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guy: is that time, time for our global battle of the charts. if you're interested in these charts, you can find them on your bloomberg. gtv is the function. we can find these charts we will show you. kicking things off is eric
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balchunas. eric: defending accommodative has created the beta vortex. everything is moving more toward looking at data. here is the correlation of all hedge funds. the hfr fund weighted index. it is at its highest level and 92%. unfortunately it is trailing the s&p. hedge funds are caught in the middle. they are not alone. active mutual funds all see correlations tick up because money is chasing funds that are doing better and the ones that do better look more like the s&p 500. the s&p is sucking and a lot of strategies and down the road these funds will not provide the diversification some are hoping for, especially hedge funds, which you would hope are an alternative. the alternative funds are largely being ignored for the time being. guy: the beta vortex. nice. vonnie: i think we need
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background music for this segment. it would up the ante. without music, my chart is about european banks. we were just talking to elisa martinuzzi and she had good news about the major banks including credit suisse. some of those we are not expecting to do well on certain metrics, but that does not mean as a group overall we are seeing positive sentiment. we are seeing the opposite. negative sentiment. this blue line is banks priced in euros, it is down, and it is tracking the citi surprise index. we talked about french gdp data and surprise -- even those groups we were reporting on earlier on. not all the rosy picture for the european banks. you can see that chart on the bloomberg gtv . ,uy: the causality is that data ecb cuts, bad news for the banks.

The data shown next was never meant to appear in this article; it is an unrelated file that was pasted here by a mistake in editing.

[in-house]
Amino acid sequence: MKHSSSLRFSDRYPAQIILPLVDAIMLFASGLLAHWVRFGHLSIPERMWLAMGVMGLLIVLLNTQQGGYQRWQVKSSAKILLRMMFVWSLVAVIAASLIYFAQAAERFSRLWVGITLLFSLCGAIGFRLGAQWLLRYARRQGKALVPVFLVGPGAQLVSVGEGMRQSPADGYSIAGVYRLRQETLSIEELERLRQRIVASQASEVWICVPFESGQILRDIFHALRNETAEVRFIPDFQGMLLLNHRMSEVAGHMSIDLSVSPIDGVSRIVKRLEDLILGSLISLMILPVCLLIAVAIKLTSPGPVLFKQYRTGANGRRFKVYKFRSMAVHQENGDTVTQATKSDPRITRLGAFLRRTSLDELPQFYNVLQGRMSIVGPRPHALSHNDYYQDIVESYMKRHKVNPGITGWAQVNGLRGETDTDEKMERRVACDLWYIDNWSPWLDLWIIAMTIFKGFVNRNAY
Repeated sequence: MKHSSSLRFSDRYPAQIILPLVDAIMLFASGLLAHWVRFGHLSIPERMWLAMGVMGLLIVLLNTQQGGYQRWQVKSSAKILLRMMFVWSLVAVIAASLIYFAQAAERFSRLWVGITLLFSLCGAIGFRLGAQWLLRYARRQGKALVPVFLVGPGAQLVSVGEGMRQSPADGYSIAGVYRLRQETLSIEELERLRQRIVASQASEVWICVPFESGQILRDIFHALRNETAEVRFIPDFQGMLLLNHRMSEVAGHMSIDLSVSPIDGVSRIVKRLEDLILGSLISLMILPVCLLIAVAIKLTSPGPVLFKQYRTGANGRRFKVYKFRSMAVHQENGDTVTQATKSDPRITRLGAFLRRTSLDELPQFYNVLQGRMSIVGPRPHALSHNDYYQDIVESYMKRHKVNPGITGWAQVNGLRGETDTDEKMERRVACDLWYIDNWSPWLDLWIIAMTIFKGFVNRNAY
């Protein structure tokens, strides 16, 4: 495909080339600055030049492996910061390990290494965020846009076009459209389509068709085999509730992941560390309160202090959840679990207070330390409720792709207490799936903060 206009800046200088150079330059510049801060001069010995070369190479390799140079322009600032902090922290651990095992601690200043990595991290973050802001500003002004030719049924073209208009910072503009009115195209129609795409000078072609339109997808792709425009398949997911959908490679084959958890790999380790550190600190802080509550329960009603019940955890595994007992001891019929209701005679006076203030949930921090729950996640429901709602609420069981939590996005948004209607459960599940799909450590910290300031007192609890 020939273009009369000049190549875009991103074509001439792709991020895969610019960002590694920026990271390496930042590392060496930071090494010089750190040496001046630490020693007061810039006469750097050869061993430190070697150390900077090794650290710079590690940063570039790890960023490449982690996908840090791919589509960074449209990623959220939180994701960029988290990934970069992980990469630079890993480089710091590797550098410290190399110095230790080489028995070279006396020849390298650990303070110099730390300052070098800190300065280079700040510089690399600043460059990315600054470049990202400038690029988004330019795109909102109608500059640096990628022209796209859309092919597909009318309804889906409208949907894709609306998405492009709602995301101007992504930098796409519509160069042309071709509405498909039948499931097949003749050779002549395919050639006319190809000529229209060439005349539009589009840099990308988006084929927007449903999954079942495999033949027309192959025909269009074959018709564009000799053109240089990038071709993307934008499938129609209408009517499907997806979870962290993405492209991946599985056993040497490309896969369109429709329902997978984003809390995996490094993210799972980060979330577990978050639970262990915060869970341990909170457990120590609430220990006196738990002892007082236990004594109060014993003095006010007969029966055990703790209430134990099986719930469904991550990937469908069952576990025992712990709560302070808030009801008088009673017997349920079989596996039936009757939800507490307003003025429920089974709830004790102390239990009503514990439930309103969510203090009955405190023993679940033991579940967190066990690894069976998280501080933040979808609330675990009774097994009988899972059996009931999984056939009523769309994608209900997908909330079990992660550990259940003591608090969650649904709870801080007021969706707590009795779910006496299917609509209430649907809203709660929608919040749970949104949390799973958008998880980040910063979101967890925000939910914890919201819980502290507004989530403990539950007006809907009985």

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it relates back to what eric was , and we heard this a lot from the u.s. banks, it is tough to get conviction trade from the hedge funds which has been benefiting the banks. beta vortex will have to when. there is no other way we can go with this one. e's chart is useful as we are watching so much european bank action, but it is all about the fed today. eric balchunas will win. power is coming up next. david westin will be talking to the vice president's chief of staff. good afternoon. ♪
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david: from bloomberg world
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headquarters in new york, i'm david westin. welcome to "balance of power," where the world of politics meets the world of business. on the brief today, carl riccadonna on the fed decision in less than two hours. shawn donnan in washington on the apparent lack of progress on the u.s. china trade talks, and kevin cirilli into choice on what to expect in the second round of democratic debate. carl, the fed in just a couple of hours and we have one set of statements in may, another in june. in may it was about patience. in june it was about monitoring closely. what we hear this time? carl: more urgency to act. they highlighted elevated risks, especially external risks like glowing global growth, hard brexit, ongoing tensions in the trade war. i do not think those have been resolved or improved so i do not think they will suggest conditions are worsening, yet there remain at an elevated level which will mean